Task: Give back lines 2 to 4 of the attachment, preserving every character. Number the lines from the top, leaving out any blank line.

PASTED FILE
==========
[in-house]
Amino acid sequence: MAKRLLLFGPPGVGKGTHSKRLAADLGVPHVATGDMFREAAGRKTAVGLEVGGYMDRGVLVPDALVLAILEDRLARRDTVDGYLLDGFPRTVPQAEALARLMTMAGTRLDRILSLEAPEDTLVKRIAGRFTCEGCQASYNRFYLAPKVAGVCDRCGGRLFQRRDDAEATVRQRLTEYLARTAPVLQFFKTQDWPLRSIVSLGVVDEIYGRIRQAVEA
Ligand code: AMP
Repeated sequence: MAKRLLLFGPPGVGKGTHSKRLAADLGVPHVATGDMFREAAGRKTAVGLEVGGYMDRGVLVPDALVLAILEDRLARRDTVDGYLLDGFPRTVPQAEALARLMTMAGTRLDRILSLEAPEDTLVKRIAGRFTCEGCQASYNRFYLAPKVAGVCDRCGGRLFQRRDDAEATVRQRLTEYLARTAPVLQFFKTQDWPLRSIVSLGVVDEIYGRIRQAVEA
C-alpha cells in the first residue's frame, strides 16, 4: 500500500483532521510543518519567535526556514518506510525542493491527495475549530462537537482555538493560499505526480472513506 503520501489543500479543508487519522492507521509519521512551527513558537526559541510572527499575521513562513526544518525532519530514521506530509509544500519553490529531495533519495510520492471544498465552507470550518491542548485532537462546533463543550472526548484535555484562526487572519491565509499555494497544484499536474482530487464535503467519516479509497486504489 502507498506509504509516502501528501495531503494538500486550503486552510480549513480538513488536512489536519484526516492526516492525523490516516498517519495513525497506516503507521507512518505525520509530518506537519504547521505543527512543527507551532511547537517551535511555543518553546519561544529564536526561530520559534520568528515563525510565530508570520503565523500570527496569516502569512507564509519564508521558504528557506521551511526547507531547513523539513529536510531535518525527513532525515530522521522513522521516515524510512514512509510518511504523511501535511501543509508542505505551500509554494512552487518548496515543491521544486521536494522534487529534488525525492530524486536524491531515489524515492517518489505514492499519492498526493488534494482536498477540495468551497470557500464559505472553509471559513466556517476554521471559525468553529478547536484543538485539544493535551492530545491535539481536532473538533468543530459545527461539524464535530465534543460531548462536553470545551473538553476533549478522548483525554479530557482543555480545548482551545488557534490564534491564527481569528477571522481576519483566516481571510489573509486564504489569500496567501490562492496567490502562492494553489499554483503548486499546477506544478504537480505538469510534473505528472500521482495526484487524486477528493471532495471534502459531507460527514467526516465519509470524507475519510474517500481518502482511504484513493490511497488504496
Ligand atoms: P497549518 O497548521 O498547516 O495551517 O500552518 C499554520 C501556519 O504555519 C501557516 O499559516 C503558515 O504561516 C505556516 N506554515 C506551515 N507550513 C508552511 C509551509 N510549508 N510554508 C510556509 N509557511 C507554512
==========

Amino acid sequence: MAKRLLLFGPPGVGKGTHSKRLAADLGVPHVATGDMFREAAGRKTAVGLEVGGYMDRGVLVPDALVLAILEDRLARRDTVDGYLLDGFPRTVPQAEALARLMTMAGTRLDRILSLEAPEDTLVKRIAGRFTCEGCQASYNRFYLAPKVAGVCDRCGGRLFQRRDDAEATVRQRLTEYLARTAPVLQFFKTQDWPLRSIVSLGVVDEIYGRIRQAVEA
Ligand code: AMP
Repeated sequence: MAKRLLLFGPPGVGKGTHSKRLAADLGVPHVATGDMFREAAGRKTAVGLEVGGYMDRGVLVPDALVLAILEDRLARRDTVDGYLLDGFPRTVPQAEALARLMTMAGTRLDRILSLEAPEDTLVKRIAGRFTCEGCQASYNRFYLAPKVAGVCDRCGGRLFQRRDDAEATVRQRLTEYLARTAPVLQFFKTQDWPLRSIVSLGVVDEIYGRIRQAVEA